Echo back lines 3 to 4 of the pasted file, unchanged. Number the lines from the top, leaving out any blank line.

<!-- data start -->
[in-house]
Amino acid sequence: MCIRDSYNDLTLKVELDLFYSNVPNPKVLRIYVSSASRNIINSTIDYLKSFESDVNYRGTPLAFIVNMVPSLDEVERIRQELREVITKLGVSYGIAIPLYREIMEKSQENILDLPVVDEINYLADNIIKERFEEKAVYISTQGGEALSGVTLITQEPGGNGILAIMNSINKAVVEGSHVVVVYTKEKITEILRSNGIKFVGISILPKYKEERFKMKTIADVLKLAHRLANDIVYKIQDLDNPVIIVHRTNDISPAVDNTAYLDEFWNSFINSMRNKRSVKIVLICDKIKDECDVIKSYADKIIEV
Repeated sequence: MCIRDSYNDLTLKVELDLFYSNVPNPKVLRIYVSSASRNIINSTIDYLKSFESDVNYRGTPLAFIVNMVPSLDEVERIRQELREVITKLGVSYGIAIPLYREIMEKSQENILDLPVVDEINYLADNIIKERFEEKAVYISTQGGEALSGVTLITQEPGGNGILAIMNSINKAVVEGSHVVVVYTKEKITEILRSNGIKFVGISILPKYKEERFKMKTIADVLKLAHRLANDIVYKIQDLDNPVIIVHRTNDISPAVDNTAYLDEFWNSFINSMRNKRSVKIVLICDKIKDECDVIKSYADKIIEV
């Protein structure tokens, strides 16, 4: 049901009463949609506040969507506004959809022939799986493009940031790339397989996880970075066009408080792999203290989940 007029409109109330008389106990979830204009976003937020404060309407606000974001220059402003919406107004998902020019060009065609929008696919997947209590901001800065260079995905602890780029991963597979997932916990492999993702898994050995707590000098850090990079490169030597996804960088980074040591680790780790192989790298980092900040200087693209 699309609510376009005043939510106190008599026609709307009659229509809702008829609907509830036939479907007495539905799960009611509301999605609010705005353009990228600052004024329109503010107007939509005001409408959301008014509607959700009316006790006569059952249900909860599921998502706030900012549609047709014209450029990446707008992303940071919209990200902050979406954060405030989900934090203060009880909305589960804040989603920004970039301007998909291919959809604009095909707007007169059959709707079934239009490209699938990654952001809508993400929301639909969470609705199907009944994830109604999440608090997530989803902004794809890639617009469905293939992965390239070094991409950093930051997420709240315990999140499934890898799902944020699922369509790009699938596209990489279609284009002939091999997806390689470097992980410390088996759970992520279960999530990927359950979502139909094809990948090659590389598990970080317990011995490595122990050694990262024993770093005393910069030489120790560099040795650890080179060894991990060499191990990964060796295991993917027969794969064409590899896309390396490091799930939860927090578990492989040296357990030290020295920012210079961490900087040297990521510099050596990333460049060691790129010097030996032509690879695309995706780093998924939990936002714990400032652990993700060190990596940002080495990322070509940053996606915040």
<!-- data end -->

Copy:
Repeated sequence: MCIRDSYNDLTLKVELDLFYSNVPNPKVLRIYVSSASRNIINSTIDYLKSFESDVNYRGTPLAFIVNMVPSLDEVERIRQELREVITKLGVSYGIAIPLYREIMEKSQENILDLPVVDEINYLADNIIKERFEEKAVYISTQGGEALSGVTLITQEPGGNGILAIMNSINKAVVEGSHVVVVYTKEKITEILRSNGIKFVGISILPKYKEERFKMKTIADVLKLAHRLANDIVYKIQDLDNPVIIVHRTNDISPAVDNTAYLDEFWNSFINSMRNKRSVKIVLICDKIKDECDVIKSYADKIIEV
């Protein structure tokens, strides 16, 4: 049901009463949609506040969507506004959809022939799986493009940031790339397989996880970075066009408080792999203290989940 007029409109109330008389106990979830204009976003937020404060309407606000974001220059402003919406107004998902020019060009065609929008696919997947209590901001800065260079995905602890780029991963597979997932916990492999993702898994050995707590000098850090990079490169030597996804960088980074040591680790780790192989790298980092900040200087693209 699309609510376009005043939510106190008599026609709307009659229509809702008829609907509830036939479907007495539905799960009611509301999605609010705005353009990228600052004024329109503010107007939509005001409408959301008014509607959700009316006790006569059952249900909860599921998502706030900012549609047709014209450029990446707008992303940071919209990200902050979406954060405030989900934090203060009880909305589960804040989603920004970039301007998909291919959809604009095909707007007169059959709707079934239009490209699938990654952001809508993400929301639909969470609705199907009944994830109604999440608090997530989803902004794809890639617009469905293939992965390239070094991409950093930051997420709240315990999140499934890898799902944020699922369509790009699938596209990489279609284009002939091999997806390689470097992980410390088996759970992520279960999530990927359950979502139909094809990948090659590389598990970080317990011995490595122990050694990262024993770093005393910069030489120790560099040795650890080179060894991990060499191990990964060796295991993917027969794969064409590899896309390396490091799930939860927090578990492989040296357990030290020295920012210079961490900087040297990521510099050596990333460049060691790129010097030996032509690879695309995706780093998924939990936002714990400032652990993700060190990596940002080495990322070509940053996606915040």